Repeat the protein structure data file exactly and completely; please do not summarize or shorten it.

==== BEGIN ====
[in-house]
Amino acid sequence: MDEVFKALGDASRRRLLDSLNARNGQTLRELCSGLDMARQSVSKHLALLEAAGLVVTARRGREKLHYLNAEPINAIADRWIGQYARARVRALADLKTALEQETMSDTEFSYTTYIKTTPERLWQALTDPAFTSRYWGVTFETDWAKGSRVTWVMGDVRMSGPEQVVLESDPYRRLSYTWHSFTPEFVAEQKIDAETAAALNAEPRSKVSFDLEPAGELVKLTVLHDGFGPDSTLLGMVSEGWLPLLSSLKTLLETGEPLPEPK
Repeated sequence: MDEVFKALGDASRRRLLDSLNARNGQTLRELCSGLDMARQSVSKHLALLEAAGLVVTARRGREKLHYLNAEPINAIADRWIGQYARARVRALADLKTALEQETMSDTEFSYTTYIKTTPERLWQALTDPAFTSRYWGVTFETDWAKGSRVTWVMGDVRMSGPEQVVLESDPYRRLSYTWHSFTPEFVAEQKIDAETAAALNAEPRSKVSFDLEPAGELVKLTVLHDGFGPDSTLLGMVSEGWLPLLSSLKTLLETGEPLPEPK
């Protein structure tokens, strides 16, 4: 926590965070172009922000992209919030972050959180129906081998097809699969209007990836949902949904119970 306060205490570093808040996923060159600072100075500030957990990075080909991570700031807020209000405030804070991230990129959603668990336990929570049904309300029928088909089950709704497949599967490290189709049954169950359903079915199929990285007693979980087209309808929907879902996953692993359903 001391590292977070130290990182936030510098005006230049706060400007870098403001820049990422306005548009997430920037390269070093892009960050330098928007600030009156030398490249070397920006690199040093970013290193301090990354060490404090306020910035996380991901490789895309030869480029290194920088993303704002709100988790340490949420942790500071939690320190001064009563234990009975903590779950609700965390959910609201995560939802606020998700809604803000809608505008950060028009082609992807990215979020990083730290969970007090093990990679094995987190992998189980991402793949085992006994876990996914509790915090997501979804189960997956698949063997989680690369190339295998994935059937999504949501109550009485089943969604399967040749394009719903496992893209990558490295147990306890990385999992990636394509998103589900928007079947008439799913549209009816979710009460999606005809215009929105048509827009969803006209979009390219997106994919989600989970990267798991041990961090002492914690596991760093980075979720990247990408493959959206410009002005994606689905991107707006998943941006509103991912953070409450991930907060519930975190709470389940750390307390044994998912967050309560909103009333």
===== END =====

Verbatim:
[in-house]
Amino acid sequence: MDEVFKALGDASRRRLLDSLNARNGQTLRELCSGLDMARQSVSKHLALLEAAGLVVTARRGREKLHYLNAEPINAIADRWIGQYARARVRALADLKTALEQETMSDTEFSYTTYIKTTPERLWQALTDPAFTSRYWGVTFETDWAKGSRVTWVMGDVRMSGPEQVVLESDPYRRLSYTWHSFTPEFVAEQKIDAETAAALNAEPRSKVSFDLEPAGELVKLTVLHDGFGPDSTLLGMVSEGWLPLLSSLKTLLETGEPLPEPK
Repeated sequence: MDEVFKALGDASRRRLLDSLNARNGQTLRELCSGLDMARQSVSKHLALLEAAGLVVTARRGREKLHYLNAEPINAIADRWIGQYARARVRALADLKTALEQETMSDTEFSYTTYIKTTPERLWQALTDPAFTSRYWGVTFETDWAKGSRVTWVMGDVRMSGPEQVVLESDPYRRLSYTWHSFTPEFVAEQKIDAETAAALNAEPRSKVSFDLEPAGELVKLTVLHDGFGPDSTLLGMVSEGWLPLLSSLKTLLETGEPLPEPK
């Protein structure tokens, strides 16, 4: 926590965070172009922000992209919030972050959180129906081998097809699969209007990836949902949904119970 306060205490570093808040996923060159600072100075500030957990990075080909991570700031807020209000405030804070991230990129959603668990336990929570049904309300029928088909089950709704497949599967490290189709049954169950359903079915199929990285007693979980087209309808929907879902996953692993359903 001391590292977070130290990182936030510098005006230049706060400007870098403001820049990422306005548009997430920037390269070093892009960050330098928007600030009156030398490249070397920006690199040093970013290193301090990354060490404090306020910035996380991901490789895309030869480029290194920088993303704002709100988790340490949420942790500071939690320190001064009563234990009975903590779950609700965390959910609201995560939802606020998700809604803000809608505008950060028009082609992807990215979020990083730290969970007090093990990679094995987190992998189980991402793949085992006994876990996914509790915090997501979804189960997956698949063997989680690369190339295998994935059937999504949501109550009485089943969604399967040749394009719903496992893209990558490295147990306890990385999992990636394509998103589900928007079947008439799913549209009816979710009460999606005809215009929105048509827009969803006209979009390219997106994919989600989970990267798991041990961090002492914690596991760093980075979720990247990408493959959206410009002005994606689905991107707006998943941006509103991912953070409450991930907060519930975190709470389940750390307390044994998912967050309560909103009333």